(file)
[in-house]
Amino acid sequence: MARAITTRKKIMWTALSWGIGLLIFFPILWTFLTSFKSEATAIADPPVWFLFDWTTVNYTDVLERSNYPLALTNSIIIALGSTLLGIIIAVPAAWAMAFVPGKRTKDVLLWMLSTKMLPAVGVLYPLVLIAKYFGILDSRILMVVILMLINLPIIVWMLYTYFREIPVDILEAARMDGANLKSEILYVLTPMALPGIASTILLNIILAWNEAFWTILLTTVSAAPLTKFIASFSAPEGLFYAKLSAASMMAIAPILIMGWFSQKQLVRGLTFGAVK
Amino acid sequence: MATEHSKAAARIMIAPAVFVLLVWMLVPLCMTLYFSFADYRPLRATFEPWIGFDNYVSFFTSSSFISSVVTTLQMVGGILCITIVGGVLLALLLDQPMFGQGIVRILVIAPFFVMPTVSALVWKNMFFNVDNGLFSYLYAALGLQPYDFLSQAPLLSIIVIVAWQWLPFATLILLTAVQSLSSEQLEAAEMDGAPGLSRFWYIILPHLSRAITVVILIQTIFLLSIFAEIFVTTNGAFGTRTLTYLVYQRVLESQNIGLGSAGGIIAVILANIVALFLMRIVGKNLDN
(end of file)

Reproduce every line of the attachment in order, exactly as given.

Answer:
[in-house]
Amino acid sequence: MARAITTRKKIMWTALSWGIGLLIFFPILWTFLTSFKSEATAIADPPVWFLFDWTTVNYTDVLERSNYPLALTNSIIIALGSTLLGIIIAVPAAWAMAFVPGKRTKDVLLWMLSTKMLPAVGVLYPLVLIAKYFGILDSRILMVVILMLINLPIIVWMLYTYFREIPVDILEAARMDGANLKSEILYVLTPMALPGIASTILLNIILAWNEAFWTILLTTVSAAPLTKFIASFSAPEGLFYAKLSAASMMAIAPILIMGWFSQKQLVRGLTFGAVK
Amino acid sequence: MATEHSKAAARIMIAPAVFVLLVWMLVPLCMTLYFSFADYRPLRATFEPWIGFDNYVSFFTSSSFISSVVTTLQMVGGILCITIVGGVLLALLLDQPMFGQGIVRILVIAPFFVMPTVSALVWKNMFFNVDNGLFSYLYAALGLQPYDFLSQAPLLSIIVIVAWQWLPFATLILLTAVQSLSSEQLEAAEMDGAPGLSRFWYIILPHLSRAITVVILIQTIFLLSIFAEIFVTTNGAFGTRTLTYLVYQRVLESQNIGLGSAGGIIAVILANIVALFLMRIVGKNLDN